Haskell, Molly. “In ‘The Birth of a Nation,’ The Birth of Serious Film.” The NY Times, November

20th, 1995. Accessed March 21st, 2017.

Stern, Seymour. “BIRTHDAY OF A Basic.: The Twentieth Anniversary of ‘Birth of a Nation’

Recalls Its Significance.” The New York Situations, Mar 24, 1935. Accessed March 20th, 2017.

Secondary Sources

Christensen, Terry. Reel Politics, American Political Films from Birth of a Nation to Platoon. New

York: Basil Blackwell Inc, 1987.


[1] D.W. Griffith. The Birth of a Nation. 12 Reel Film. Directed by D.W. Griffith (NY: Epoch

Producing Co., 1915). Film.

[2] Ibid.

[3] Ibid.

[4] Ibid.

[5] D.W. Griffith. The Birth of a Nation. 12 Reel Film. Directed by D.W. Griffith. Film.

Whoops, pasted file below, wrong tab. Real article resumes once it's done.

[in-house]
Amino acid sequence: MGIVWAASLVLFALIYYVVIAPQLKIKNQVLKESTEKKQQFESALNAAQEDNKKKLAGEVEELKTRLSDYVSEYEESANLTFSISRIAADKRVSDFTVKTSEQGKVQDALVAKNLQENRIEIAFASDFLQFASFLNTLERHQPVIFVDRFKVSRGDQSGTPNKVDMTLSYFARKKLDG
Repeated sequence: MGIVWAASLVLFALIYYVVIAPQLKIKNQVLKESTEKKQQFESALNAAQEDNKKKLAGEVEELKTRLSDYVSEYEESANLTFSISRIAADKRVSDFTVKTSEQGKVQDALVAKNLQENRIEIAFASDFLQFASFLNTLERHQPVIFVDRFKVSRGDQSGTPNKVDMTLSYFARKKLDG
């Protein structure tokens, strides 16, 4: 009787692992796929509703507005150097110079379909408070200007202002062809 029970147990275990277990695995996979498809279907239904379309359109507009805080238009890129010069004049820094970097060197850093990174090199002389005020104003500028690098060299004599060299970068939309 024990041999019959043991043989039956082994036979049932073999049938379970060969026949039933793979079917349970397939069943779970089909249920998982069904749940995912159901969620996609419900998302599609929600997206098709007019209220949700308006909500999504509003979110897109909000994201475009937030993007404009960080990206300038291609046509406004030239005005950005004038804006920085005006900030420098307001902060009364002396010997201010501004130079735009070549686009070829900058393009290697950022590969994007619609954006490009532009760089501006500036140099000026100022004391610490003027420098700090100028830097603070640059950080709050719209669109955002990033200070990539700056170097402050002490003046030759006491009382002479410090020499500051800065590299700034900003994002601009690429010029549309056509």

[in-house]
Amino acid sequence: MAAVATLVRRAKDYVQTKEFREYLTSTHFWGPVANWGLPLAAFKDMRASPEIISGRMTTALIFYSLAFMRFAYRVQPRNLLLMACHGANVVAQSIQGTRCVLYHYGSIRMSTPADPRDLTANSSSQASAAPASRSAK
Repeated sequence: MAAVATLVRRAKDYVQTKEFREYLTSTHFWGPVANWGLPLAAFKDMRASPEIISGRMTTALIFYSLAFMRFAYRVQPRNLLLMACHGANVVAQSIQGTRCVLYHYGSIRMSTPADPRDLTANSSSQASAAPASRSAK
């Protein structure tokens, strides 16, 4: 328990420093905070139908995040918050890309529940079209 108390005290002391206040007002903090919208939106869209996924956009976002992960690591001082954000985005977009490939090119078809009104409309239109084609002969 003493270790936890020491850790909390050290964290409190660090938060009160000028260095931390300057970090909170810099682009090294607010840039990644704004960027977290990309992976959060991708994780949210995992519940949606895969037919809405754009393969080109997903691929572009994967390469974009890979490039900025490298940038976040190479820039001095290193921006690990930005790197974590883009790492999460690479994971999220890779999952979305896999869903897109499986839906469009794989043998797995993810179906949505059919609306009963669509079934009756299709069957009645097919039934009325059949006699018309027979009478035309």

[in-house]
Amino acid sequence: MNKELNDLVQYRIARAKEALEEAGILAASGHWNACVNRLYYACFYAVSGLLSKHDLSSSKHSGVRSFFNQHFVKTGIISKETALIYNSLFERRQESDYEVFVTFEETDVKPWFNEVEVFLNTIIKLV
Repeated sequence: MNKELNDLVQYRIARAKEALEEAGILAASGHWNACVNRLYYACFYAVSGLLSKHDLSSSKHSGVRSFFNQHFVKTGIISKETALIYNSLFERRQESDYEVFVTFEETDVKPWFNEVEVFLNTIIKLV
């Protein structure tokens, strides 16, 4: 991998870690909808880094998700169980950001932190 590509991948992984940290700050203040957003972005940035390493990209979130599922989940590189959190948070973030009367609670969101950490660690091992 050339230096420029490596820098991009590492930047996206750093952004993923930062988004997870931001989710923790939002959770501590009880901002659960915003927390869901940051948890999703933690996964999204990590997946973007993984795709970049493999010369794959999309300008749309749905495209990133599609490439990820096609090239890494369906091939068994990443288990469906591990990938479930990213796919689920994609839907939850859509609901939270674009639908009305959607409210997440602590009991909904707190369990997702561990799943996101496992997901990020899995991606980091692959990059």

[6] Ibid.

[7] Ibid.

[8] Ibid.

[9] Ibid.

[10] Ibid.

[11] Ibid.

[12] Ibid.

[13] D.W. Griffith. The Birth of a Nation. 12 Reel Film. Directed by D.W. Griffith. Film.

[14] Ibid.

[15] Ibid.

[16] Ibid.

[17] Ibid.

[18] Ibid.

[19] Ibid.

[20] Ibid.

[21] Ibid.

[22] Ibid.

[23] D.W. Griffith. The Birth of a Nation. 12 Reel Film. Directed by D.W. Griffith. Film.

[24] Ibid.

[25] Ibid.

[26] Ibid.

[27] Ibid.

[28] Ibid.

[29] Ibid.

[30] Ibid.

[31] Ibid.

[32] Ibid.

[33] Seymour Stern. “BIRTHDAY OF A Vintage.: The Twentieth Anniversary of ‘Birth of a Nation’ Recalls Its Significance.” (The New York Situations, Mar 24, 1935), X4.

[34] Ibid.

[35] Seymour Stern. “BIRTHDAY OF A Common.: The Twentieth Anniversary of ‘Birth of a Country’ Recalls Its Significance.”, X4.

[36] “FOES OF KLAN Deal with ‘BIRTH OF A Country’: Ask FILM Table to Forbid Revival Here-Griffith and Dixon Defend Film.” (The New York Times, December 3rd, 1922), 29.

[37] Ibid.

[38]A� “FOES OF KLAN Deal with ‘BIRTH OF A NATION’: Ask Motion Picture Board to Forbid Revival Here-Griffith and Dixon Defend Film.”, 29.